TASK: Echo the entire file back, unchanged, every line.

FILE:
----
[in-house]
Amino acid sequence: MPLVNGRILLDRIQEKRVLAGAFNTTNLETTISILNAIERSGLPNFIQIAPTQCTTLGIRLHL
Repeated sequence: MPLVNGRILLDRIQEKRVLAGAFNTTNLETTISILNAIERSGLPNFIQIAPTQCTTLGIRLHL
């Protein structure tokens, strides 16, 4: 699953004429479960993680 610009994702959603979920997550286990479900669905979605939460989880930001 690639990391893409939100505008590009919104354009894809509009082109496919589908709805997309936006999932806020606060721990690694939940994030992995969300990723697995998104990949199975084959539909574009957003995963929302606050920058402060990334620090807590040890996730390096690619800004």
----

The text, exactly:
[in-house]
Amino acid sequence: MPLVNGRILLDRIQEKRVLAGAFNTTNLETTISILNAIERSGLPNFIQIAPTQCTTLGIRLHL
Repeated sequence: MPLVNGRILLDRIQEKRVLAGAFNTTNLETTISILNAIERSGLPNFIQIAPTQCTTLGIRLHL
């Protein structure tokens, strides 16, 4: 699953004429479960993680 610009994702959603979920997550286990479900669905979605939460989880930001 690639990391893409939100505008590009919104354009894809509009082109496919589908709805997309936006999932806020606060721990690694939940994030992995969300990723697995998104990949199975084959539909574009957003995963929302606050920058402060990334620090807590040890996730390096690619800004």